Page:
Please consider sharing this letter on social media to spread the word to other residents, businesses and community organisations.


Why is it necessary to declare a climate emergency and set targets to reach net-zero greenhouse gas emissions in Bromley?

Climate change is already happening and it poses a major risk to prosperity, wellbeing and the local environment in Bromley, for current and future generations.

There is scientific consensus that human activities are responsible for global warming, and if there is not urgent action to curb greenhouse gas emissions it puts current and future generations at risk. The increased risks of extreme weather, such as heatwaves or flooding (as pictured on the right) will affect Bromley residents directly, impacting on their health, wellbeing and causing damage to property.

Flooding in Homesdale Road, Bromley.
Image: News Shopper.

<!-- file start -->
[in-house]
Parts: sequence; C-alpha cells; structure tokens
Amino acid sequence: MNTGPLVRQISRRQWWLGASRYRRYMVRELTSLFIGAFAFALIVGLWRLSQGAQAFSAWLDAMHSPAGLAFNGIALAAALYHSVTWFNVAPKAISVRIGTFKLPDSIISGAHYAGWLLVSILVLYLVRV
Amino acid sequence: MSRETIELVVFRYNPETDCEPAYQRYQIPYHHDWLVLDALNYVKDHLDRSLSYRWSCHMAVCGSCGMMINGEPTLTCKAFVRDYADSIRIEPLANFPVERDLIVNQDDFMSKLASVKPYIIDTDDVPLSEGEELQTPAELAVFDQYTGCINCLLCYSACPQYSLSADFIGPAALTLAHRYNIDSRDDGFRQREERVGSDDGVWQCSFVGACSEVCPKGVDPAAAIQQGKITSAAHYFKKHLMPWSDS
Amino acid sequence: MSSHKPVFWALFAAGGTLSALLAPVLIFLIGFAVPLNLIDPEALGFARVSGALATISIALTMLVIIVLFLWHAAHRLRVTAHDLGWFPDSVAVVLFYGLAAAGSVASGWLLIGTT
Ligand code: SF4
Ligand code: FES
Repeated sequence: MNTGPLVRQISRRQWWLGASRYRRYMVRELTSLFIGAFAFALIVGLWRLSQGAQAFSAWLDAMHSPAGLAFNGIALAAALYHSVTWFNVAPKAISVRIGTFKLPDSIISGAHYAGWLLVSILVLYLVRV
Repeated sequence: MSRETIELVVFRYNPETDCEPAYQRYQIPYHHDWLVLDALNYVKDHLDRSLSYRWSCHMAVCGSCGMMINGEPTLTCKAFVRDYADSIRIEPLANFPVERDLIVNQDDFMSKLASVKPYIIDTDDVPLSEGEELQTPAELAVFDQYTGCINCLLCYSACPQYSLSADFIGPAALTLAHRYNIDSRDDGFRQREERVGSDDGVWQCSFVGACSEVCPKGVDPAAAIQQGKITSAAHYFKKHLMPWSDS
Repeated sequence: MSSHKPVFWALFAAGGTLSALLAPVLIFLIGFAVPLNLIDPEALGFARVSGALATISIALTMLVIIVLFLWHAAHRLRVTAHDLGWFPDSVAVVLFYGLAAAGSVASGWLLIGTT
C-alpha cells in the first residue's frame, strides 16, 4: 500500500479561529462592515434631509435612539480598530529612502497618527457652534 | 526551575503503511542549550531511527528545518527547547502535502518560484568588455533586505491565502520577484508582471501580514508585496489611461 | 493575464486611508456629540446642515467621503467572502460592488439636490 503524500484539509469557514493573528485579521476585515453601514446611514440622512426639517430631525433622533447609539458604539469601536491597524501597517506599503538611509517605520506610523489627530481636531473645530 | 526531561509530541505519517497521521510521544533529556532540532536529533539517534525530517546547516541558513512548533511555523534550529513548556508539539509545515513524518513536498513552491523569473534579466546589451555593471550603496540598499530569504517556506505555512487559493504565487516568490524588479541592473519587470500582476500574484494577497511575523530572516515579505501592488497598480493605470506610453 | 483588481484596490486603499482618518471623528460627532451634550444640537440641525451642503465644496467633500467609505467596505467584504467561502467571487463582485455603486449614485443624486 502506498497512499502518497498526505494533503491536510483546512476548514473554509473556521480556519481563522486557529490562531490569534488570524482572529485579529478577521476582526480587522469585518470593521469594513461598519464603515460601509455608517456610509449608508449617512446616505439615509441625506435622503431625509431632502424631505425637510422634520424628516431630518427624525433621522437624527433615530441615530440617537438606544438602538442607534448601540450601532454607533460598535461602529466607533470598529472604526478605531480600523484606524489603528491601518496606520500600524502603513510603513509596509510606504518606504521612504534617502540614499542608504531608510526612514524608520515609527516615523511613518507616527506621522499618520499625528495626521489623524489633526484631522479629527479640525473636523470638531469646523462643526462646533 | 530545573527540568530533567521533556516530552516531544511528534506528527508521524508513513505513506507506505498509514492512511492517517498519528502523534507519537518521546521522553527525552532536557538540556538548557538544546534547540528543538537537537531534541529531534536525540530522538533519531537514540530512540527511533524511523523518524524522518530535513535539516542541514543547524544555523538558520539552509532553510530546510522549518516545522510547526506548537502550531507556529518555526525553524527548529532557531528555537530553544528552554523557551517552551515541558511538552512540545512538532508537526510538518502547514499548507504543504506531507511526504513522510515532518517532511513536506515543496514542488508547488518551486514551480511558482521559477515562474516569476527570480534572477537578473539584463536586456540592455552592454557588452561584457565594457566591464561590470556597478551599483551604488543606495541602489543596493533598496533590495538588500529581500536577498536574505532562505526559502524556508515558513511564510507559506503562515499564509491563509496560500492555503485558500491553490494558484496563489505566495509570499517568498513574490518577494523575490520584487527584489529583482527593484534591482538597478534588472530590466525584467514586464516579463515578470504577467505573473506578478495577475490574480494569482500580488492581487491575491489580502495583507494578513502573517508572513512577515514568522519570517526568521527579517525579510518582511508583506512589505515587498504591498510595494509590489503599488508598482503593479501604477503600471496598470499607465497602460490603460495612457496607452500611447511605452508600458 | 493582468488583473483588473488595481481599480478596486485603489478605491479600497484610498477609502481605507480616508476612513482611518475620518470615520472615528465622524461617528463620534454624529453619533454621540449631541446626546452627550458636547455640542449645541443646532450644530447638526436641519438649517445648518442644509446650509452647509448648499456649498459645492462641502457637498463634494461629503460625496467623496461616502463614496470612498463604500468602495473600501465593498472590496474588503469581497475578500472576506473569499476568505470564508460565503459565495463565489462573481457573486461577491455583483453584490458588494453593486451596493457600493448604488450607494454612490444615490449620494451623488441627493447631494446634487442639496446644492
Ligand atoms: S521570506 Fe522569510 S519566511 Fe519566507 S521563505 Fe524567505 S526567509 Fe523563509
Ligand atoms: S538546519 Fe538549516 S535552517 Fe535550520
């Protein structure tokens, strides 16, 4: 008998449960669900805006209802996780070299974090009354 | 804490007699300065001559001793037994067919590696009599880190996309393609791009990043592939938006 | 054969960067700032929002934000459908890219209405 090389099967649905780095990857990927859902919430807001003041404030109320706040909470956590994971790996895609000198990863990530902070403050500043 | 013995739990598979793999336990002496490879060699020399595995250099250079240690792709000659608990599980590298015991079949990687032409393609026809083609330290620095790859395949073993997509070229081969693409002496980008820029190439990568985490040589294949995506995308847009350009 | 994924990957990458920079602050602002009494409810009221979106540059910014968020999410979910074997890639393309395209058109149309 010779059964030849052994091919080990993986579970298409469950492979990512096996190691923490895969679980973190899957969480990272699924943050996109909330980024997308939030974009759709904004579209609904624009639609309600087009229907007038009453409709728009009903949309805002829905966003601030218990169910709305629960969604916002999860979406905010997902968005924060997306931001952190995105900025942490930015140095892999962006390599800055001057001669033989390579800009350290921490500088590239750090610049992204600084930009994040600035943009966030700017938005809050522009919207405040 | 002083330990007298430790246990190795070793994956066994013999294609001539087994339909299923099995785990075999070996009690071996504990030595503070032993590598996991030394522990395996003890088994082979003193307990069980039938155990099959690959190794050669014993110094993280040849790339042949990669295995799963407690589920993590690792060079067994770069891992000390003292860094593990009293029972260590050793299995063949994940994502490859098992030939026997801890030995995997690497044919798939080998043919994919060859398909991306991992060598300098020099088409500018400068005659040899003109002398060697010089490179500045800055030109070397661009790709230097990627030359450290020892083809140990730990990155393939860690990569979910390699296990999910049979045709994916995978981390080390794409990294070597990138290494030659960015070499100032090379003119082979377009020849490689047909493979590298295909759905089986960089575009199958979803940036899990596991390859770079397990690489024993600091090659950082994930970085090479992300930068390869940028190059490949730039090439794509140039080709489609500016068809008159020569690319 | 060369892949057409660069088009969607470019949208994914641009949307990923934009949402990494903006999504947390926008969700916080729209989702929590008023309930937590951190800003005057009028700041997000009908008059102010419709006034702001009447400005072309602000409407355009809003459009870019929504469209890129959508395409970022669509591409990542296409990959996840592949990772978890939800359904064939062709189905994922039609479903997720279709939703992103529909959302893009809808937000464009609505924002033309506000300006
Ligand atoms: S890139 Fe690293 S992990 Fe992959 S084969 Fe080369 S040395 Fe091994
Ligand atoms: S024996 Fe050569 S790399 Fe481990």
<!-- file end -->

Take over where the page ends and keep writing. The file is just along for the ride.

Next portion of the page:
Climate change is a collective problem
Transitioning to a net-zero economy and changing the way we live will require all of us – individuals, families, community groups, businesses and the government – to come together and do what we can to reduce greenhouse gas emissions. The scale of the challenge is daunting, but there is already evidence that change is possible. The UK’s greenhouse gas emissions have fallen by 51% since 1990, largely driven by cleaner industrial processes and less reliance on coal. However, progress has been slower to reduce reliance on gas and reduce emissions from transport.

Commitments and clear targets matter